The United States Geological Survey (USGS) may seem an odd place to begin a discussion about asphalt, but the USGS deals with hazards to health such as volcanoes, earthquakes, landslides and sealcoating. Yes, sealcoating of asphalt is a major health hazard, according to the USGS, because of the risk of exposure to cancer-causing polycyclic aromatic hydrocarbons (PAHs). Not only is sealcoating hazardous, it is unnecessary, since better options exist to preserve the look and finish of asphalt.
Sealcoating involves spraying a coal-tar pitch emulsion over existing asphalt, primarily for cosmetic reasons. It does almost nothing to improve the integrity of the asphalt, wears off in a year or two, and creates fine particulates that are tracked into your home or business, to become airborne and embed in the lungs. According to the USGS, “Results from a new study by researchers from Baylor University and the USGS indicate that living adjacent to a coal-tar-sealed pavement is associated with significant increases in estimated excess lifetime cancer risk, and that much of the increased risk occurs during early childhood.”
Many asphalt contractors offer coal-tar pitch sealcoating because their customers do not understand its risks. The product does give a smooth, deep black appearance to an asphalt driveway or parking lot – for a short time. Compared to other options that can last a decade or more, coal-tar pitch sealcoating usually only lasts one or two years before tires and foot traffic wears it off.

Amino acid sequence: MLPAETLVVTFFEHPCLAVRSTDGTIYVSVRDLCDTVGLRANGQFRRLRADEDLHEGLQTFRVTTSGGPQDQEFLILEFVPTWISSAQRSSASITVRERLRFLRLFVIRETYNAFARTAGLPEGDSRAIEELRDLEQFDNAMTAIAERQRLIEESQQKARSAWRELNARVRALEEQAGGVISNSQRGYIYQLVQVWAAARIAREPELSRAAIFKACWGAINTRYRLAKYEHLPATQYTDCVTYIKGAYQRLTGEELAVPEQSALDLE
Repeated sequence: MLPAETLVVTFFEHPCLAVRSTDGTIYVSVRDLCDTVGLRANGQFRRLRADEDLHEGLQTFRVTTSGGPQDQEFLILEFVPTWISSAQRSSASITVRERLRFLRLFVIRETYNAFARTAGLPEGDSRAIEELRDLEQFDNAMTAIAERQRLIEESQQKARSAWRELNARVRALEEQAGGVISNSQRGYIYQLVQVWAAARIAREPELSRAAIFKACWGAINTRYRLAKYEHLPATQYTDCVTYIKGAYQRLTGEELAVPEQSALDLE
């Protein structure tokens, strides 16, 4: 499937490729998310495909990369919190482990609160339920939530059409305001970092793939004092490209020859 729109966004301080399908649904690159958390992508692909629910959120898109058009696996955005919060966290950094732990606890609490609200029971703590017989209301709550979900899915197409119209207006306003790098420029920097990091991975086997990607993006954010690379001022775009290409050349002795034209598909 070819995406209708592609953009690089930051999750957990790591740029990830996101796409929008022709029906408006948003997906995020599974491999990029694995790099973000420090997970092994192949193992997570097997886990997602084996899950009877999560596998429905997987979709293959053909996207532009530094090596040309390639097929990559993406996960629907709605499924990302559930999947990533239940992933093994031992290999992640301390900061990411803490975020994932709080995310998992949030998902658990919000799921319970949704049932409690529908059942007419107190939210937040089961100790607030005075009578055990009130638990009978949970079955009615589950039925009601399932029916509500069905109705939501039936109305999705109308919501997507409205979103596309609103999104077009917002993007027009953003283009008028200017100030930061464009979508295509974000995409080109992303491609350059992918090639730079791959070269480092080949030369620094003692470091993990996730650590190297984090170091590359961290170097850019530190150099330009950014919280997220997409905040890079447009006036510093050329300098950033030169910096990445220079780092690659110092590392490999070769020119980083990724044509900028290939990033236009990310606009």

Sealcoating, whether done by homeowners buying five-gallon buckets from home improvement stores or sprayed down by contractors, is typically 20 to 35 percent coal-tar pitch, containing 50,000 to 100,000 parts per million polycyclic aromatic hydrocarbons (PAHs). This is far greater than the PAHs found in asphalt-based sealcoat materials, and many, many times greater than PAH exposure from resurfaced asphalt.
The southern, eastern and central United States typically uses coal-tar pitch sealcoating, with the western United States using asphalt-based sealcoat. This is because steel plants that create the raw product to make coal-tar pitch sealcoating are largely located in the eastern half of the United States. Getting asphalt-based sealcoating in sufficient quantities to be commercially useful is cost-prohibitive in the south and east.
Resurfacing is a far greener, efficient and durable option than sealcoating. Resurfacing recycles the top layer of an asphalt paved area and lays down a fresh, 1 ½ to two-inch layer of fresh asphalt. This gives the desired smooth, black finish and releases far fewer PAHs than sealcoating.
In the hands of a professional contractors like Dykes Paving, with our innovative techniques such as Perma Flex® and our stewardship of resources, resurfacing:
If your commercial project, renovation or remodeling job is seeking Leadership in Energy & Environmental Design (LEED) certification, consider resurfacing rather than sealcoating. Benefits of resurfacing and recycling include:
A resurfaced driveway or parking lot is many times more durable than the superficial sealcoating sprayed on top of an existing asphalt surface. Because a thick, fresh layer of asphalt containing recycled material and new hot mix is applied and tamped down, the surface is unbroken and completely flat. Water runoff improves, vehicle damage is reduced, and trip and fall hazards diminish.
If you are concerned about avoiding exposure to cancer-causing PAHs for you, your family or employees, consider resurfacing your asphalt driveway or parking lot. Contact Dykes to discuss resurfacing options today.